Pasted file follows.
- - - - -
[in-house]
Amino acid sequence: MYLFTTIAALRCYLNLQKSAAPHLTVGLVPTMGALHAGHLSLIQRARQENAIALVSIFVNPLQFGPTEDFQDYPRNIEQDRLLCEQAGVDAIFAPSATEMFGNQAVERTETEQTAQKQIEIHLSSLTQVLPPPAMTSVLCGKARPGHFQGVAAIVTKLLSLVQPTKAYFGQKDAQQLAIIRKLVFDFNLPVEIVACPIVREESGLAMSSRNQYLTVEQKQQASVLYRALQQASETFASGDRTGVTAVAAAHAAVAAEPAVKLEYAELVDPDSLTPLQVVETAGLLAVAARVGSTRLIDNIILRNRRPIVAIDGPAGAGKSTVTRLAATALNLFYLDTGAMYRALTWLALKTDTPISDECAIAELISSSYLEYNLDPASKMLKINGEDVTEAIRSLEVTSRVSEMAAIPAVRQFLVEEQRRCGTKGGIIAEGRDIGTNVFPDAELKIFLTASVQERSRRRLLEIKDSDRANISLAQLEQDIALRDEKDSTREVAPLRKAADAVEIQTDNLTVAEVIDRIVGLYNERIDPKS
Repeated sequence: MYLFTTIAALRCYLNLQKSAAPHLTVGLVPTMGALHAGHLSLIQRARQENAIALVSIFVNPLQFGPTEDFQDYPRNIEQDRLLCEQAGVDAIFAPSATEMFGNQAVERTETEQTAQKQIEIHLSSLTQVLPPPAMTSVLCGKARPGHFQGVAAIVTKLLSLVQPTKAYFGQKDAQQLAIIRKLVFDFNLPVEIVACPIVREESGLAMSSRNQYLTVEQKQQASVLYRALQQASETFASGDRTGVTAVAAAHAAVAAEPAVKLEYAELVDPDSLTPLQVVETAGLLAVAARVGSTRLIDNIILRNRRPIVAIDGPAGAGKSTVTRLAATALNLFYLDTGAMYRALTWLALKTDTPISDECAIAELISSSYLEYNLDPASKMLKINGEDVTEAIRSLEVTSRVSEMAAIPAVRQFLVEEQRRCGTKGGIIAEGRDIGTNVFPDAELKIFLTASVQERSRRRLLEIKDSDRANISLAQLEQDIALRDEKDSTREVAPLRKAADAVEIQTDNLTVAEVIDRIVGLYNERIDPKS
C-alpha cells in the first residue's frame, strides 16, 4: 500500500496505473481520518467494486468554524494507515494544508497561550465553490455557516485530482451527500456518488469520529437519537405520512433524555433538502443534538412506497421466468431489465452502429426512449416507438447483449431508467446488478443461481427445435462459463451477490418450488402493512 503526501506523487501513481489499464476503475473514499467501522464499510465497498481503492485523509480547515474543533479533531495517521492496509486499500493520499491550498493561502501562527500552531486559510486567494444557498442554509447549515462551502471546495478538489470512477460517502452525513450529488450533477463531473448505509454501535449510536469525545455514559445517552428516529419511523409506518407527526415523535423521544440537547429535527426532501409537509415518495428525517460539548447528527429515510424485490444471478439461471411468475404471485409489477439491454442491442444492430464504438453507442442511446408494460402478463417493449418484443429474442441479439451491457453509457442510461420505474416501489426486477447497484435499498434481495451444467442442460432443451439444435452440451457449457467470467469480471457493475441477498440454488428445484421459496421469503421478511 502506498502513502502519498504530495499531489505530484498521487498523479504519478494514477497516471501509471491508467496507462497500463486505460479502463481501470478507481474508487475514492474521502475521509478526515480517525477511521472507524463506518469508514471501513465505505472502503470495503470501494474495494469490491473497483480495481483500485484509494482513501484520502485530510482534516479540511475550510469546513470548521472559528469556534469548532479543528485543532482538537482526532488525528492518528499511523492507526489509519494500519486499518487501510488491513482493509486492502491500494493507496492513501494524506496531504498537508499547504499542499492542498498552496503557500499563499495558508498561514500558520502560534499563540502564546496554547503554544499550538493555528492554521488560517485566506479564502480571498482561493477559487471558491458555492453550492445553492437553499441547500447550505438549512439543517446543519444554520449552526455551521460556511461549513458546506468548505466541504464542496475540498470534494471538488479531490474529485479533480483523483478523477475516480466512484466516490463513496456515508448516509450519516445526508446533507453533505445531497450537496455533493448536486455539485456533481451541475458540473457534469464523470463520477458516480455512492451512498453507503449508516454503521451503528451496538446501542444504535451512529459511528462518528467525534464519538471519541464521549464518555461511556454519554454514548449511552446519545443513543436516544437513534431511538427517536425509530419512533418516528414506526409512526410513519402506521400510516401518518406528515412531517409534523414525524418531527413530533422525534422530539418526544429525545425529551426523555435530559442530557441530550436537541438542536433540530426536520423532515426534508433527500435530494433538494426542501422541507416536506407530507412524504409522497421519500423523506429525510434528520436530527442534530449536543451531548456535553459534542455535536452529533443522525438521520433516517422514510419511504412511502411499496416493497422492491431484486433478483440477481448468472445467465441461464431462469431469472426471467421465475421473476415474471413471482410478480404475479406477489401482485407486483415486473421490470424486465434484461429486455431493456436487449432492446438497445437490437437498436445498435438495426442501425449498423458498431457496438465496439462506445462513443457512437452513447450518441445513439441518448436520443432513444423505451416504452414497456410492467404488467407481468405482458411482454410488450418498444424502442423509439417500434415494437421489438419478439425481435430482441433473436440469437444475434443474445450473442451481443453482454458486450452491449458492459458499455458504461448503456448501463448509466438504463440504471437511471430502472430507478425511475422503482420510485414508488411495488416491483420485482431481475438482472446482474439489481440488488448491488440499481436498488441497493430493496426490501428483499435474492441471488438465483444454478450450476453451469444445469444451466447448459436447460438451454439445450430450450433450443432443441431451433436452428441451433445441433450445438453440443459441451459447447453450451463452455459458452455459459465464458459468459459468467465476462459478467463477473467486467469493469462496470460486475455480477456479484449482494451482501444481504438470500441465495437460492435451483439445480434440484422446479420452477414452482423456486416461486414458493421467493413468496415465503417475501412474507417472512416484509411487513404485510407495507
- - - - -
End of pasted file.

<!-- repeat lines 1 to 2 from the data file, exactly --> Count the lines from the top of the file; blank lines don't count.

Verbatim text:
[in-house]
Amino acid sequence: MYLFTTIAALRCYLNLQKSAAPHLTVGLVPTMGALHAGHLSLIQRARQENAIALVSIFVNPLQFGPTEDFQDYPRNIEQDRLLCEQAGVDAIFAPSATEMFGNQAVERTETEQTAQKQIEIHLSSLTQVLPPPAMTSVLCGKARPGHFQGVAAIVTKLLSLVQPTKAYFGQKDAQQLAIIRKLVFDFNLPVEIVACPIVREESGLAMSSRNQYLTVEQKQQASVLYRALQQASETFASGDRTGVTAVAAAHAAVAAEPAVKLEYAELVDPDSLTPLQVVETAGLLAVAARVGSTRLIDNIILRNRRPIVAIDGPAGAGKSTVTRLAATALNLFYLDTGAMYRALTWLALKTDTPISDECAIAELISSSYLEYNLDPASKMLKINGEDVTEAIRSLEVTSRVSEMAAIPAVRQFLVEEQRRCGTKGGIIAEGRDIGTNVFPDAELKIFLTASVQERSRRRLLEIKDSDRANISLAQLEQDIALRDEKDSTREVAPLRKAADAVEIQTDNLTVAEVIDRIVGLYNERIDPKS